* Remarkable News set the pace under Ramon Dominguez before weakening slightly to finish fourth, beaten 2 3/4 lengths in his first start since June 30.

"He went a little bit quicker than I would have liked," said assistant trainer Ruth Penna, wife of trainer Angel Penna Jr. "He never really relaxed."

Remarkable News is not eligible for the Breeders' Cup and would have to be supplemented.

* Host rallied on the inside to finish fifth, 3 1/2 lengths back.

"He ran extremely well, considering he was on the rail and he doesn't want to be inside," said Ginny Depasquale, assistant to trainer Todd Pletcher.

Host could use the Woodbine Mile as a steppingstone to the Breeders' Cup Mile. The 7-year-old was supplemented to the 2005 BC Mile at Belmont and finished seventh, beaten three lengths.

* Becrux, the defending champion in the Mile, failed to fire and finished sixth, beaten 3 3/4 lengths.

"I thought it was a well-run race," said trainer Neil Drysdale. "My horse, I thought, was a little flat. He made a little move, then flattened out."

Becrux will be heading back to California.

"It looks like he needs a couple of months off," said Drysdale.

* Art Master was the most disappointing of the eight shippers from south of the border, as he finished ninth, beaten 4 1/2 lengths under jockey Julien Leparoux.

"He just didn't run," said trainer Bobby Frankel. "The jock said he had no horse at any time."

Art Master will return to Belmont, where Frankel will decide upon his next move.

* Dead Red, who had vanned up from Calder for the Woodbine Mile, finished 12th at 72-1.

"I'm not disappointed," said trainer George Mikhalides. "He ran a nice race."

Dead Red was scheduled to head back to Calder on Tuesday but could return for the Grade 2, $500,000 Nearctic, a six-furlong turf race here Oct. 21.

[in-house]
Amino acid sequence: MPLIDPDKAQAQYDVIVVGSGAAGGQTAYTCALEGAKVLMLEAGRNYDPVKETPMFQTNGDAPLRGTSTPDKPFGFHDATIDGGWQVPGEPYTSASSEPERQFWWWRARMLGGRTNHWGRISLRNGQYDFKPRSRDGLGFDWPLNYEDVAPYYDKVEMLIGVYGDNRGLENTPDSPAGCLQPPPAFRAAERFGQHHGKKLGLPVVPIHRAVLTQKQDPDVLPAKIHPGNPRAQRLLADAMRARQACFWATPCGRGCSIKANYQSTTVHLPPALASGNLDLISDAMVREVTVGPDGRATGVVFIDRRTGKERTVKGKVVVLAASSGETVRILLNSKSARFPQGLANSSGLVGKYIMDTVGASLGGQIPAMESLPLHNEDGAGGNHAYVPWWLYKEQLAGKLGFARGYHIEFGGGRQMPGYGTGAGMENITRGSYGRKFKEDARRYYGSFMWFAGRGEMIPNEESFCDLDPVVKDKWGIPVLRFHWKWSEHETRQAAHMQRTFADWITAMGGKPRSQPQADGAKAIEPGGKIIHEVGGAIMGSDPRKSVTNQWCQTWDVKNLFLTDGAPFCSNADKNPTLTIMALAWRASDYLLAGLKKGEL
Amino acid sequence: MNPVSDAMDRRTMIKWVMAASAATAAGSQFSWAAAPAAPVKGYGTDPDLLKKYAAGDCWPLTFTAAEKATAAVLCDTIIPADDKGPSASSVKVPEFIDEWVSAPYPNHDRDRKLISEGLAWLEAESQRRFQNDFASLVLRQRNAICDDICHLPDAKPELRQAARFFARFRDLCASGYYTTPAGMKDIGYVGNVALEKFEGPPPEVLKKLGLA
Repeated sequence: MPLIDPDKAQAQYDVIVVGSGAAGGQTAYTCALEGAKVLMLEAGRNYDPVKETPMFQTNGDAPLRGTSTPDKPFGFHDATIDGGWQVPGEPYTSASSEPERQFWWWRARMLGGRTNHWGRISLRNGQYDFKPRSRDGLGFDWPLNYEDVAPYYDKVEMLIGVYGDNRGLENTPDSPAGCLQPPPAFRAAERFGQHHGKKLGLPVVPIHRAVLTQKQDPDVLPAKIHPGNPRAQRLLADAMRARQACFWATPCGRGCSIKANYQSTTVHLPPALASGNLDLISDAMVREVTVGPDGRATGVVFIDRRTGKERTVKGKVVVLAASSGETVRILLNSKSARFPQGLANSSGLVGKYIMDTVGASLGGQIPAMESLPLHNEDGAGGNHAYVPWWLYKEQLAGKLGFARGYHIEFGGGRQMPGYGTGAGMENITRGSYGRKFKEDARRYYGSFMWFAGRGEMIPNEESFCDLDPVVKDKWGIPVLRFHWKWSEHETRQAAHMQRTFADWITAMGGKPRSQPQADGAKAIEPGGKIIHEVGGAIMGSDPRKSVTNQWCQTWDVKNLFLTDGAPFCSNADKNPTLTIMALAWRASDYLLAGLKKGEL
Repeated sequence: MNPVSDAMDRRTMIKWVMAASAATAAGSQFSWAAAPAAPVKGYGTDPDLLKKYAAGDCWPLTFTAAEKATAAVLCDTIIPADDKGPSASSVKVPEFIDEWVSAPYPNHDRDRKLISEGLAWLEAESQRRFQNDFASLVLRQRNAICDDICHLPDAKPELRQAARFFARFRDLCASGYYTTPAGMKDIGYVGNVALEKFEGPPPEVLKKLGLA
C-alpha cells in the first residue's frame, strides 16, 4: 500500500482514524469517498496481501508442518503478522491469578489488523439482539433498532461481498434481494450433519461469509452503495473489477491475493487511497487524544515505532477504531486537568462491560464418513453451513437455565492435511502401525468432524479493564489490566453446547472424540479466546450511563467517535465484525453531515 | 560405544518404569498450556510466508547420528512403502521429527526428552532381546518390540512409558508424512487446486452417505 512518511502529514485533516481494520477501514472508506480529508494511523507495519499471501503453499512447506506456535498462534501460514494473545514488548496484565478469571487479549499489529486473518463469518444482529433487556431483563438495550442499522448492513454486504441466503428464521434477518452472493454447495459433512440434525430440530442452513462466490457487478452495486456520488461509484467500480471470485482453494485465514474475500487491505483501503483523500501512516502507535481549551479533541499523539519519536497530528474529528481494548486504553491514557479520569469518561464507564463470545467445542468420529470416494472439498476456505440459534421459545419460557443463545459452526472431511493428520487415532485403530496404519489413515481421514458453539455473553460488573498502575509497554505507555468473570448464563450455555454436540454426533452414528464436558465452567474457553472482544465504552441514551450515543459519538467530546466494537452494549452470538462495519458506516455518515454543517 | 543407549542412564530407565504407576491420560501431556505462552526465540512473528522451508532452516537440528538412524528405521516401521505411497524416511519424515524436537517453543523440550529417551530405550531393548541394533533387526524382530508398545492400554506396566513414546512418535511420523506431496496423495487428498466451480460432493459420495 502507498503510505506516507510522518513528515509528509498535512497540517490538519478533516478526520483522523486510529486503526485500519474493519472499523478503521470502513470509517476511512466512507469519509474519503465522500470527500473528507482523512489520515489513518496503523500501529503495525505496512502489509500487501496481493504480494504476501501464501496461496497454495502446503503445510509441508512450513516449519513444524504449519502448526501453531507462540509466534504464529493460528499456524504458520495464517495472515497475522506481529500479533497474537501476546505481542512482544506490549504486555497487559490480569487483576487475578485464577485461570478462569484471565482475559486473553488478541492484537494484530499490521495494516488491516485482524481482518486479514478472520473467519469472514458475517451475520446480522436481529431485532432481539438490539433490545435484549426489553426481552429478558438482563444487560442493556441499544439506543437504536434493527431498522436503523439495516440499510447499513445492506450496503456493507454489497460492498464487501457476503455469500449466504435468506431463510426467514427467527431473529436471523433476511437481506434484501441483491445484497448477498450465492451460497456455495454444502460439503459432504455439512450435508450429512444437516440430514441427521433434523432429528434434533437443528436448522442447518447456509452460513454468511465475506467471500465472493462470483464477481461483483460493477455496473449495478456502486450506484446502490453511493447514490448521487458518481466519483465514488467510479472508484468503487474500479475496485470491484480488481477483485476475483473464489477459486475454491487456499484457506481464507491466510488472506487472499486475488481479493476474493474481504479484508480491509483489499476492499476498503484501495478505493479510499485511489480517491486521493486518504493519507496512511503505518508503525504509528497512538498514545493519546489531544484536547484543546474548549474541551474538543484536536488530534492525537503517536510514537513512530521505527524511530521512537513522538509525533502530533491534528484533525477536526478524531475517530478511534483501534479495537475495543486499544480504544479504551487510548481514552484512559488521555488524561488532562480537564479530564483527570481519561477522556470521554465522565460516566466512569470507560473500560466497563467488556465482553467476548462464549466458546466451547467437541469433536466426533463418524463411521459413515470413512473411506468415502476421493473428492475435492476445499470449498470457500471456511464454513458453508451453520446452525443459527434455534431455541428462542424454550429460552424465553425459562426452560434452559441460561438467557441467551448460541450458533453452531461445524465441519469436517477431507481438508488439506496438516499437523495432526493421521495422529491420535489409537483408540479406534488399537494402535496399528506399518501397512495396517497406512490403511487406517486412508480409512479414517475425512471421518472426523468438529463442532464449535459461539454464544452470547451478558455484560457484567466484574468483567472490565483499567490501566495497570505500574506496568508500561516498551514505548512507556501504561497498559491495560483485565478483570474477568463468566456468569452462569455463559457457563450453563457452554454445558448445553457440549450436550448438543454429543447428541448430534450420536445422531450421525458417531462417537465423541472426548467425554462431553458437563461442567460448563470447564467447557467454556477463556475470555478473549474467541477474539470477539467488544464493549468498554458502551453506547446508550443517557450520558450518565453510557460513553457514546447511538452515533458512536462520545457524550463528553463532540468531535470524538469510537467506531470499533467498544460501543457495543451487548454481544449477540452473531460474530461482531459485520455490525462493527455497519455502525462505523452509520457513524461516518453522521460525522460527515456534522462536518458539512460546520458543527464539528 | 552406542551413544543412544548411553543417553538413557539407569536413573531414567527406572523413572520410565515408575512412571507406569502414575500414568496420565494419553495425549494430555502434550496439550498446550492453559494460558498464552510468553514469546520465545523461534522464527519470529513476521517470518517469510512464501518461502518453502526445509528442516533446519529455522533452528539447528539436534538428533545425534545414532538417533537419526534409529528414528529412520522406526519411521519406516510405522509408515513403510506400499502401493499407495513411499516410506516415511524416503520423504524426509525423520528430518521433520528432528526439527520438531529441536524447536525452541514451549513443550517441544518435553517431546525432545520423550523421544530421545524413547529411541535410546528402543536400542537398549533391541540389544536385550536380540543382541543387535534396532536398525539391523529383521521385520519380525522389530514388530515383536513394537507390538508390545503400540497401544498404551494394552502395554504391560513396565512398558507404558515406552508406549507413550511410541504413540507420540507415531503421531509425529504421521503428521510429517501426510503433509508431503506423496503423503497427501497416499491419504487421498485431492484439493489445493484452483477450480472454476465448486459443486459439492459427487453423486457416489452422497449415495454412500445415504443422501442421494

Locals manage no better than seventh

Awesome Action had the best placing of the local contingent, beaten 4 1/4 lengths in seventh at 76-1.

Sky Conqueror, the most highly regarded of the locals at 10-1, finished a head behind Awesome Action in eighth place.

"I was disappointed," said trainer Darwin Banach. "I thought there would be more pace. They didn't slow down at all."

Sky Conqueror now will point for the Grade 1, $2 million Canadian International, a 1 1/2-mile turf race here Oct. 21.

Arravale, Canada's Horse of the Year and female turf champion in 2006, finished 10th while facing males for the first time.

"She only got beat 4 1/2 lengths for everything, but that's just not her spot," said trainer Mac Benson.

Arravale will be nominated to the Grade 1, $1omillion E.P. Taylor, a 1 1/4-mile turf race for fillies and mares that she won last year, but also will be considered for the Grade 2, $400,000 First Lady, a one-mile turf race at Keeneland on Oct. 6.

Le Cinquieme Essai weakened to finish 11th, beaten six lengths after pressing the pace of Remarkable News.

"He was a little strong early," said trainer Paul Nielsen. "It was just a tough race for him. I was hoping that he'd run a little better, but he didn't."

Business down for day

Woodbine Mile Day was a slight disappointment on the business front as a total of $4,072,155 was wagered on the 11-race program, down 11 percent from last year's $4,573,965.

Handle on the Woodbine Mile itself was $1,263,680, up 7.8 percent from $1,172,625 last year.